Does Self-Control Influence Maternal Attachment? A Reciprocal Effects Analysis from Early Childhood Through Middle Adolescence

Ryan C. Meldrum, Jacob Young, Carter Hay, Jamie L. Flexon

Research output: Contribution to journalArticle

25 Scopus citations


Objectives: The purpose of this study is twofold. First, this study assesses the extent to which self-control and maternal attachment mutually influence one another. Second, it investigates whether this process continues to occur during adolescence. To date, studies of the etiology of self-control have yet to adequately address these issues, despite the fact that a number of theoretical perspectives emphasize the reciprocal nature of the parent-child relationship. Methods: The current study seeks to shed light on these issues by examining the relationship between self-control and maternal attachment using structural equation modeling for eight waves of data spanning a period of time that encompasses early childhood through middle adolescence. Results: The results yield two findings bearing on the adequacy of Gottfredson and Hirschi's model of self-control development. First, measures of self-control and maternal attachment were found to mutually influence one another during childhood. Second, these effects were reduced to nonsignificance during adolescence. Conclusions: This study finds that self-control emerges during childhood in a complex manner in which it both shapes and is shaped by parental attachment.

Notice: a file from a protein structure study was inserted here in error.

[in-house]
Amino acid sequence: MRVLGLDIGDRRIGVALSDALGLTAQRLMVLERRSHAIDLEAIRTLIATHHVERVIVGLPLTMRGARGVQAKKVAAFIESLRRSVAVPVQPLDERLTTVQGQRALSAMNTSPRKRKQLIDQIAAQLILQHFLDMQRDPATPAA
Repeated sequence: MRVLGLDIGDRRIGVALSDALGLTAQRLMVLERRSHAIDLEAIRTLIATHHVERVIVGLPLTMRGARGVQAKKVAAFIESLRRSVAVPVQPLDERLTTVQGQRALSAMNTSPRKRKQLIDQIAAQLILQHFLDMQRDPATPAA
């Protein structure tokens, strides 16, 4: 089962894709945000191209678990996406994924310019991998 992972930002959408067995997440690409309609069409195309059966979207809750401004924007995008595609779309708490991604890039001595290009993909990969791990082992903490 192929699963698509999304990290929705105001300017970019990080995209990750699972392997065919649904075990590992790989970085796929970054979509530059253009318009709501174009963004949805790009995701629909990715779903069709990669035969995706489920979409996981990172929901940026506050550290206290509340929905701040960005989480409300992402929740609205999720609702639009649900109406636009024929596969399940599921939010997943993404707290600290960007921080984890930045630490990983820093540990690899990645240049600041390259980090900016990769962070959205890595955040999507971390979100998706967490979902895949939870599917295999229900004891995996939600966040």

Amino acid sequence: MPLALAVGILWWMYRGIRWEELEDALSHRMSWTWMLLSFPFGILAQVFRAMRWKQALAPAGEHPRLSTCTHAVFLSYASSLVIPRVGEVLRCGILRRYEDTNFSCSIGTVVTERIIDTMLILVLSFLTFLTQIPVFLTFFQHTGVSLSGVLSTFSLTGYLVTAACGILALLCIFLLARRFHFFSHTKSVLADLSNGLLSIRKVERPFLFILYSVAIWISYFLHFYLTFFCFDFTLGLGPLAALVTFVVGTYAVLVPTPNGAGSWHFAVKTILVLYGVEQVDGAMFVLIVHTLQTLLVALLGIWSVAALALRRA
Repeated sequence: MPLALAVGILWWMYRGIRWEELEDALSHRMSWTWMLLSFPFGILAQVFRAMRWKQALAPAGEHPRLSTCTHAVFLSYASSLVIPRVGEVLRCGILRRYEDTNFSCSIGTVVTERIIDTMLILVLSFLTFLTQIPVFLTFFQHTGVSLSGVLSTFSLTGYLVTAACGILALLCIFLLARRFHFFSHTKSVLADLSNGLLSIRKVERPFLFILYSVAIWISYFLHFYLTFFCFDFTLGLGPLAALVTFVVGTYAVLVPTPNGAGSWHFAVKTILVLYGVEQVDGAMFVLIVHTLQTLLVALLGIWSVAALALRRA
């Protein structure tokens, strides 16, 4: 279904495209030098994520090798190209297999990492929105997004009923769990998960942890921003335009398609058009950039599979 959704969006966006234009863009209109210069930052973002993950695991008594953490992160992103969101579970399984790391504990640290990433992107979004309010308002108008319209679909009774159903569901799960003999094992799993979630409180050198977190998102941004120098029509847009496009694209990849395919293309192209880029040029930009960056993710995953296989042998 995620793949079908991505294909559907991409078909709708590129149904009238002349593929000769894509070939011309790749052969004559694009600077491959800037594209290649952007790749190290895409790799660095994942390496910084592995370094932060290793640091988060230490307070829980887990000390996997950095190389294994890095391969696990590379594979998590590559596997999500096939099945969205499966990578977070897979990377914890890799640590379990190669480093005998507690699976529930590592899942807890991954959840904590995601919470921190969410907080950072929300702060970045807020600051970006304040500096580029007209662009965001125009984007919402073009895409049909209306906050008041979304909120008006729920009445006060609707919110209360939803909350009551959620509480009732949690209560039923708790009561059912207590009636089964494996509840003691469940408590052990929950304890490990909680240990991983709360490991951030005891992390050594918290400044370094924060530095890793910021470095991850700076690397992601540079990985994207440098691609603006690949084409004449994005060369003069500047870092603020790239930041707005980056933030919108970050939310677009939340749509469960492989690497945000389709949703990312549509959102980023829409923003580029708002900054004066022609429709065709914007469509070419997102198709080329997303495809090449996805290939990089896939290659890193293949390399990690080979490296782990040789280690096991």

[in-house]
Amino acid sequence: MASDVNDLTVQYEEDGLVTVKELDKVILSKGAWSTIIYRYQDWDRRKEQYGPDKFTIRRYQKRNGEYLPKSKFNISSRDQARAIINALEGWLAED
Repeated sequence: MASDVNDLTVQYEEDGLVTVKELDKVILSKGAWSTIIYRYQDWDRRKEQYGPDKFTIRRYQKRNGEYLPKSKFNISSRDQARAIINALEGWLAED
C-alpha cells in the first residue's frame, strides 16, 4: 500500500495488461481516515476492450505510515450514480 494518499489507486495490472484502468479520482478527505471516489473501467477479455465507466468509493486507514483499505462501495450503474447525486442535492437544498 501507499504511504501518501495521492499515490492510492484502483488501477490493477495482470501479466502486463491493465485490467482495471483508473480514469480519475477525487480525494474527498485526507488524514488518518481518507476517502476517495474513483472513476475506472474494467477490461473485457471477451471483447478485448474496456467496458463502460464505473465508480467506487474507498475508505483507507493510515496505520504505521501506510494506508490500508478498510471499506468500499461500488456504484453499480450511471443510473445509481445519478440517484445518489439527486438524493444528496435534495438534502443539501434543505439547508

Original languageEnglish (US)
Pages (from-to)673-699
Number of pages27
JournalJournal of Quantitative Criminology
Issue number4
Publication statusPublished - Dec 2012



  • Adolescence
  • Attachment
  • Child effects
  • Childhood
  • Reciprocal effects
  • Self-control

ASJC Scopus subject areas

  • Pathology and Forensic Medicine
  • Law

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